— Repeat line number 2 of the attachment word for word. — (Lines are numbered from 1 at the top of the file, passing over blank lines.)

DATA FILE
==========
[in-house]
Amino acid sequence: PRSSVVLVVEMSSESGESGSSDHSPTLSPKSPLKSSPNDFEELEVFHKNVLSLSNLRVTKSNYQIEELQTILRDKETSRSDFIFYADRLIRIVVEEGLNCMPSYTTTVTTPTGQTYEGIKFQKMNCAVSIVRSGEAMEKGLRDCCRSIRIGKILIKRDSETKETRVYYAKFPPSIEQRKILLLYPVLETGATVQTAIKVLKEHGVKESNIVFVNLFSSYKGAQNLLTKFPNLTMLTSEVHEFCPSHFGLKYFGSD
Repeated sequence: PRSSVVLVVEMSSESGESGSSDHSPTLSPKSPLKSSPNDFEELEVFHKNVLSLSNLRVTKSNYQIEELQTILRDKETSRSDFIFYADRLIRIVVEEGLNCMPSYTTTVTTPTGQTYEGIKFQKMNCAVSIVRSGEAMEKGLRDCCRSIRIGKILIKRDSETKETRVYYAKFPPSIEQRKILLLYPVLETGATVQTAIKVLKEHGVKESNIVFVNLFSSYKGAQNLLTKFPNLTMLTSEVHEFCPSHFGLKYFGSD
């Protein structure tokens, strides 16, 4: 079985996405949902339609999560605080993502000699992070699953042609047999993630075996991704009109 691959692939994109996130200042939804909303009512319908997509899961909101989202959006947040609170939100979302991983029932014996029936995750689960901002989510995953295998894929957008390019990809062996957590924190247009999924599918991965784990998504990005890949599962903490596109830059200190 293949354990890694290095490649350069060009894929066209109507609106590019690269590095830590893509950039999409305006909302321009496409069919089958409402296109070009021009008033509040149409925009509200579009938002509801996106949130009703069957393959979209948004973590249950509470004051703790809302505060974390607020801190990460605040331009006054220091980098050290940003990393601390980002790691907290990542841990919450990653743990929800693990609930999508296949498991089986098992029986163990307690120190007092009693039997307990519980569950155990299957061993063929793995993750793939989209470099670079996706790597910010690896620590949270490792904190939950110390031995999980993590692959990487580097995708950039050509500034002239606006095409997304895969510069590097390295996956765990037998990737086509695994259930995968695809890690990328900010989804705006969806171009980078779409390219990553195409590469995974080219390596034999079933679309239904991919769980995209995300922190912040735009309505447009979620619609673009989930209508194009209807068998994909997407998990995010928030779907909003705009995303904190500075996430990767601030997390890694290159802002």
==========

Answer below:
Amino acid sequence: PRSSVVLVVEMSSESGESGSSDHSPTLSPKSPLKSSPNDFEELEVFHKNVLSLSNLRVTKSNYQIEELQTILRDKETSRSDFIFYADRLIRIVVEEGLNCMPSYTTTVTTPTGQTYEGIKFQKMNCAVSIVRSGEAMEKGLRDCCRSIRIGKILIKRDSETKETRVYYAKFPPSIEQRKILLLYPVLETGATVQTAIKVLKEHGVKESNIVFVNLFSSYKGAQNLLTKFPNLTMLTSEVHEFCPSHFGLKYFGSD